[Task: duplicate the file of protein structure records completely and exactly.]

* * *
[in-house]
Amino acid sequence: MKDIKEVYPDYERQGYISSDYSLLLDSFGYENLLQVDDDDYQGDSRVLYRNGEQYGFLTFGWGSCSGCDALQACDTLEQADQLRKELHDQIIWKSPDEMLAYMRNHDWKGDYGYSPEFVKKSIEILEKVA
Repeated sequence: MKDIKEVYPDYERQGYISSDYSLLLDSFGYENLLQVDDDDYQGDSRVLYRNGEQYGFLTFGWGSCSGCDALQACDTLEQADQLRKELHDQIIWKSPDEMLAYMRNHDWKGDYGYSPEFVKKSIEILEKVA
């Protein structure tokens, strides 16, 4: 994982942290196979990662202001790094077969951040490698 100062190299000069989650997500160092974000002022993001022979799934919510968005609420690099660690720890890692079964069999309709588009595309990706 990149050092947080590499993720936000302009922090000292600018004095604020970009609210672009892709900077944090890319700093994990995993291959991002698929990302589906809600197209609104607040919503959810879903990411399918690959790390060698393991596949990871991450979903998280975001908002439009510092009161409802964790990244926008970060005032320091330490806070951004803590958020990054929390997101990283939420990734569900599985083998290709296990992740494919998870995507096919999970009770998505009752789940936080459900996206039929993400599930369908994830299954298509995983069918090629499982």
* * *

[in-house]
Amino acid sequence: MKDIKEVYPDYERQGYISSDYSLLLDSFGYENLLQVDDDDYQGDSRVLYRNGEQYGFLTFGWGSCSGCDALQACDTLEQADQLRKELHDQIIWKSPDEMLAYMRNHDWKGDYGYSPEFVKKSIEILEKVA
Repeated sequence: MKDIKEVYPDYERQGYISSDYSLLLDSFGYENLLQVDDDDYQGDSRVLYRNGEQYGFLTFGWGSCSGCDALQACDTLEQADQLRKELHDQIIWKSPDEMLAYMRNHDWKGDYGYSPEFVKKSIEILEKVA
């Protein structure tokens, strides 16, 4: 994982942290196979990662202001790094077969951040490698 100062190299000069989650997500160092974000002022993001022979799934919510968005609420690099660690720890890692079964069999309709588009595309990706 990149050092947080590499993720936000302009922090000292600018004095604020970009609210672009892709900077944090890319700093994990995993291959991002698929990302589906809600197209609104607040919503959810879903990411399918690959790390060698393991596949990871991450979903998280975001908002439009510092009161409802964790990244926008970060005032320091330490806070951004803590958020990054929390997101990283939420990734569900599985083998290709296990992740494919998870995507096919999970009770998505009752789940936080459900996206039929993400599930369908994830299954298509995983069918090629499982």